"The issue which the Court must consider is whether or not the sentence under Count II of Criminal Action No. 17,725 is illegal in that under the applicable statute (18 U.S.C. § 924) the maximum sentence allowable was five years.

36

"The Court is of the opinion that it did not err in sentencing petitioner to ten years under Count II because the penalty provisions of Section 924(b) or (c)(2) were clearly applicable to this case.

37

"Petitioner was represented by counsel of the Knoxville Bar who was able and experienced in the trial of criminal cases. No objections were raised by counsel as to the applicable penalty provisions before trial, during trial, or at sentencing.

38

"The other two indictments under which petitioner was convicted (Nos. 17,726 and 17,727) charged him with felonies. Count II of Criminal Action No. 17,725 charged him with transporting and shipping firearms and ammunition in interstate commerce in violation of 18 U.S.C. §§ 922(g) and 924. Furthermore, the proof showed that petitioner carried firearms unlawfully during the commission of a felony. Thus, the penalty provisions of either 18 U.S.C. § 924(b) or (c)(2) were applicable."

39

It is to be remarked that, in this appeal, Garner seeks only to vacate the judgment of the District Court imposed under Count Two of the indictment in Criminal Action No. 17,725.

Title 18 U.S.C.A. § 922(g) provides:

40

"It shall be unlawful for any person (1) who is under indictment for, or who has been convicted in any court of, a crime punishable by imprisonment for a term exceeding one year, to ship or transport any firearm or ammunition in interstate or foreign commerce."

41

It is admitted that appellant, prior to his arrest and indictments, had been convicted in a court of a crime punishable by imprisonment for a term exceeding one year.

42

Of the sections of the statute stated by the court in its opinion, it is provided in Title 18, U.S.C.A. § 924:

43

"(b) Whoever, with intent to commit therewith an offense punishable by imprisonment for a term exceeding one year, or with knowledge or reasonable cause to believe that an offense punishable by imprisonment for a term exceeding one year is to be committed therewith, ships, transports, or receives a firearm or any ammunition in interstate or foreign commerce shall be fined not more than $10,000, or imprisoned not more than ten years, or both.

44

"(c) Whoever

45

(2) carries a firearm unlawfully during the commission of any felony for which he may be prosecuted in a court of the United States, shall, in addition to the punishment provided for the commission of such felony, be sentenced to a term of imprisonment for not less than one year nor more than ten years."

46

It is appellant's contention that he could not be found guilty of the offenses heretofore set forth since he was not charged with, or convicted of, using a firearm to commit any felony, or with carrying a firearm unlawfully during the commission of a felony, which are essential prerequisites to sentencing under Title 18, U.S.C.A. § 924.

47

We are of the opinion that the jury could convict appellant on evidence, beyond a reasonable doubt, of violating Title 18 U.S.C.A. § 924(b) and § 924(c) (2). The sentence of ten years for the violation of Title 18 U.S.C.A. § 924(b) was expressly authorized by that Section, as it was also under Title 18 U.S.C.A. § 924(c)(2).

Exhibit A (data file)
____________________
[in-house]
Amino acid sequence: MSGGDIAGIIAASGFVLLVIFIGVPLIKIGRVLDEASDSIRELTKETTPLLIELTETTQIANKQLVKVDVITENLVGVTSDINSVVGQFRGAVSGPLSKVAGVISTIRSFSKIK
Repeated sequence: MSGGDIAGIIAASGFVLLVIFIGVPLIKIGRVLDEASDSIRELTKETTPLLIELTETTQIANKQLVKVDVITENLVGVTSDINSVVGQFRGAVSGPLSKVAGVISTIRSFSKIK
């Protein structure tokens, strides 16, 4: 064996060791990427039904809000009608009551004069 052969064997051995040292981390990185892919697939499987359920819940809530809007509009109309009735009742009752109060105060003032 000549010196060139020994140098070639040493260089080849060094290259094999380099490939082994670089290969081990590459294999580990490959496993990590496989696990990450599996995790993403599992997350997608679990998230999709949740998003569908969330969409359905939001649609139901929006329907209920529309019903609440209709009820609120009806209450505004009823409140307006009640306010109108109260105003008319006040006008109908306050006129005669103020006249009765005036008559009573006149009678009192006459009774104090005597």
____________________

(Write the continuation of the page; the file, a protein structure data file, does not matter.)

48

As to the sentence for the violation of Title 18 U.S.C.A. Appendix, Section 1202(a), in Count One of Indictment No. 17,725, 1202(a), that sentence has been set aside and need no longer concern us.

49

Furthermore, the conviction of appellant in Indictment No. 17,727 for the offense proscribed in Title 18 U.S.C.A. § 641, need not concern us as no question is raised as to the jurisdiction of the court, nor is any appeal taken from that sentence or judgment.

50

We return, then, to the evidence and the inferences to be drawn therefrom in arriving at our conclusion of the legality of the sentences imposed, and the proofs to sustain them. All cases on the three indictments and on all counts were tried together and at the same time. Appellant contends that the Government failed to prove an essential element of the crime charged that is, that the transportation of the firearms and ammunition was carried out in interstate commerce.

51

No one saw appellant transport the arms and ammunition in interstate commerce, but the inferences of his conduct in this regard could not be stronger. It is to be repeated that appellant was identified by Ted J. Cannon, Cashier of The First National Bank in St. Joe, Florida, as the man who tried unsuccessfully to get Mr. Cannon to cash certain U.S. Postal Money Orders on February 3, 1970. Mr. Cannon, at the time, observed that the automobile which appellant was driving bore Missouri license plates No. SLA 527. When appellant was arrested in Tennessee, after running three road blocks, the car he was driving bore Missouri license plates No. SLA 527. In the trunk of the car were U.S. Postal Money Orders that had been stolen from a post office in Clarksburg, Missouri, when the post office safe had been blown open on January 18, 1970. There were also, as heretofore mentioned, found in the trunk of appellant's car, other U.S. Postal Money Orders, all of them aggregating $38,000 that had been stolen from the Missouri post office, as well as from the safes of the post offices in Arlington, Kentucky, and in Crockett Mills, Tennessee, which had been blown open by explosives. In the trunk of appellant's car, when he was arrested, was a great quantity of blasting gelatin, blasting caps and fuses, and an Army type 45 caliber pistol, a Colt Magnum Python pistol, a Browning automatic shotgun, and a quantity of ammunition for the three guns. Crammed into the trunk of appellant's car with the blasting gelatin, guns, fuses, and ammunition was a brief case containing the $38,000 of stolen U.S. Postal Money Orders.